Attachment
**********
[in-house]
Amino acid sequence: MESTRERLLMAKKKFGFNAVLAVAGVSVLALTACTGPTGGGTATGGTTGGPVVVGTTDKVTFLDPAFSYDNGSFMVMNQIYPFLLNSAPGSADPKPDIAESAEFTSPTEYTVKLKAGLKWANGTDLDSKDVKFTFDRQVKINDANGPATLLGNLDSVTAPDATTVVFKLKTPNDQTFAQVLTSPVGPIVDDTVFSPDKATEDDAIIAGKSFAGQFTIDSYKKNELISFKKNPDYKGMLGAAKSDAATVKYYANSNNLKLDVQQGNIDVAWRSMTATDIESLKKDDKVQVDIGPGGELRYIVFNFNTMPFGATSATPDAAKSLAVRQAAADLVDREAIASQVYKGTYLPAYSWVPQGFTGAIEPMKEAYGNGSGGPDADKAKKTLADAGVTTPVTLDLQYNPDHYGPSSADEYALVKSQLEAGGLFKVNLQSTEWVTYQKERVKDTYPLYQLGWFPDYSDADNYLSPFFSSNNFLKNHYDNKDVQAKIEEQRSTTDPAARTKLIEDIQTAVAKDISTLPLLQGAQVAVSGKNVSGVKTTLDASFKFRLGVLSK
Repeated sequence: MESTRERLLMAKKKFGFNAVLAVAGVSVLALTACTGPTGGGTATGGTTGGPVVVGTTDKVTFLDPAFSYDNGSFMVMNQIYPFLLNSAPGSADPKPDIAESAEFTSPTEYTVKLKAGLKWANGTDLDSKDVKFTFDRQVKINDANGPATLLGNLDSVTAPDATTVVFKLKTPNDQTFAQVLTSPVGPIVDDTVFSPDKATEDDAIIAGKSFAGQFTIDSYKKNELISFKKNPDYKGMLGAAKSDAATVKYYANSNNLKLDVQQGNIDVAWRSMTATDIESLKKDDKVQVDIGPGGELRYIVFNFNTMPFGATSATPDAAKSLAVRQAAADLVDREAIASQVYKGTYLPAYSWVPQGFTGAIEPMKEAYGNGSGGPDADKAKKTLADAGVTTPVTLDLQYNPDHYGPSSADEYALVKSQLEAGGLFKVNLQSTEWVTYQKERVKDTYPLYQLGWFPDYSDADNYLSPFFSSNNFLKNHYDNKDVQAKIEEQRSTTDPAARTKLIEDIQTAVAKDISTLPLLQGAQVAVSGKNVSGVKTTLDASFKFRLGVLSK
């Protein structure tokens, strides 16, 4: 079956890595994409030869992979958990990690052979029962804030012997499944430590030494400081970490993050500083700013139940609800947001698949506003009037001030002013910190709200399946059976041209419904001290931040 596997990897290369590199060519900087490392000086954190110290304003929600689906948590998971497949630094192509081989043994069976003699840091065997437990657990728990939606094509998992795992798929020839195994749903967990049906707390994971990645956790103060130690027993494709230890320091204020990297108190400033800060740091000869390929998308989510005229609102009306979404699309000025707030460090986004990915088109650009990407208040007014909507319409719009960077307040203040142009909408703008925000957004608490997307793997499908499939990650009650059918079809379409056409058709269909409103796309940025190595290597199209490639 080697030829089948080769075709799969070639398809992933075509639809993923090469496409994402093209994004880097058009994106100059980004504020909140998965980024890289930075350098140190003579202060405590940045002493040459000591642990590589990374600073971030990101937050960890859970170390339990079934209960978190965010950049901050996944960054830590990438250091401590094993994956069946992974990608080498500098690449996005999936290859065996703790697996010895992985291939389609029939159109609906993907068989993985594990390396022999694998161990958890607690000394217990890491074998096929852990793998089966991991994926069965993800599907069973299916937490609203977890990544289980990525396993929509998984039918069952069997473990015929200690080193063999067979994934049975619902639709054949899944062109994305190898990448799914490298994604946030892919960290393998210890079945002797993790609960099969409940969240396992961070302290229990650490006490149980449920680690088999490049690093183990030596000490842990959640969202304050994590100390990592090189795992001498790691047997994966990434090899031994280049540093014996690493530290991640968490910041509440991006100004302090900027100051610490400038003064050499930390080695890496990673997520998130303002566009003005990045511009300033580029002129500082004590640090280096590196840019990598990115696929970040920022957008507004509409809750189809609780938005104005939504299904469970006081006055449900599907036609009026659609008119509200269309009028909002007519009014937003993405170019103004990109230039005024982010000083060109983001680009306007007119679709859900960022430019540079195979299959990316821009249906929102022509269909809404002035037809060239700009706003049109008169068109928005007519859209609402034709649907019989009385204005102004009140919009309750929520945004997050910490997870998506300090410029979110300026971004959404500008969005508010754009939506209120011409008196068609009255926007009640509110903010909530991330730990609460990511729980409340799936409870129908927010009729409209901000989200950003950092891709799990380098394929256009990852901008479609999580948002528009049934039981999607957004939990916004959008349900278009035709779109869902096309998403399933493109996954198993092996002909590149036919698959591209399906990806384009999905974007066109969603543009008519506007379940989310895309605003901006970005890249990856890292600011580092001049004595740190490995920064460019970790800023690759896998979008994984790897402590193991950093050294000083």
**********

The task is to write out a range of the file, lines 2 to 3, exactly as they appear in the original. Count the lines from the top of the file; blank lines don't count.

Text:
Amino acid sequence: MESTRERLLMAKKKFGFNAVLAVAGVSVLALTACTGPTGGGTATGGTTGGPVVVGTTDKVTFLDPAFSYDNGSFMVMNQIYPFLLNSAPGSADPKPDIAESAEFTSPTEYTVKLKAGLKWANGTDLDSKDVKFTFDRQVKINDANGPATLLGNLDSVTAPDATTVVFKLKTPNDQTFAQVLTSPVGPIVDDTVFSPDKATEDDAIIAGKSFAGQFTIDSYKKNELISFKKNPDYKGMLGAAKSDAATVKYYANSNNLKLDVQQGNIDVAWRSMTATDIESLKKDDKVQVDIGPGGELRYIVFNFNTMPFGATSATPDAAKSLAVRQAAADLVDREAIASQVYKGTYLPAYSWVPQGFTGAIEPMKEAYGNGSGGPDADKAKKTLADAGVTTPVTLDLQYNPDHYGPSSADEYALVKSQLEAGGLFKVNLQSTEWVTYQKERVKDTYPLYQLGWFPDYSDADNYLSPFFSSNNFLKNHYDNKDVQAKIEEQRSTTDPAARTKLIEDIQTAVAKDISTLPLLQGAQVAVSGKNVSGVKTTLDASFKFRLGVLSK
Repeated sequence: MESTRERLLMAKKKFGFNAVLAVAGVSVLALTACTGPTGGGTATGGTTGGPVVVGTTDKVTFLDPAFSYDNGSFMVMNQIYPFLLNSAPGSADPKPDIAESAEFTSPTEYTVKLKAGLKWANGTDLDSKDVKFTFDRQVKINDANGPATLLGNLDSVTAPDATTVVFKLKTPNDQTFAQVLTSPVGPIVDDTVFSPDKATEDDAIIAGKSFAGQFTIDSYKKNELISFKKNPDYKGMLGAAKSDAATVKYYANSNNLKLDVQQGNIDVAWRSMTATDIESLKKDDKVQVDIGPGGELRYIVFNFNTMPFGATSATPDAAKSLAVRQAAADLVDREAIASQVYKGTYLPAYSWVPQGFTGAIEPMKEAYGNGSGGPDADKAKKTLADAGVTTPVTLDLQYNPDHYGPSSADEYALVKSQLEAGGLFKVNLQSTEWVTYQKERVKDTYPLYQLGWFPDYSDADNYLSPFFSSNNFLKNHYDNKDVQAKIEEQRSTTDPAARTKLIEDIQTAVAKDISTLPLLQGAQVAVSGKNVSGVKTTLDASFKFRLGVLSK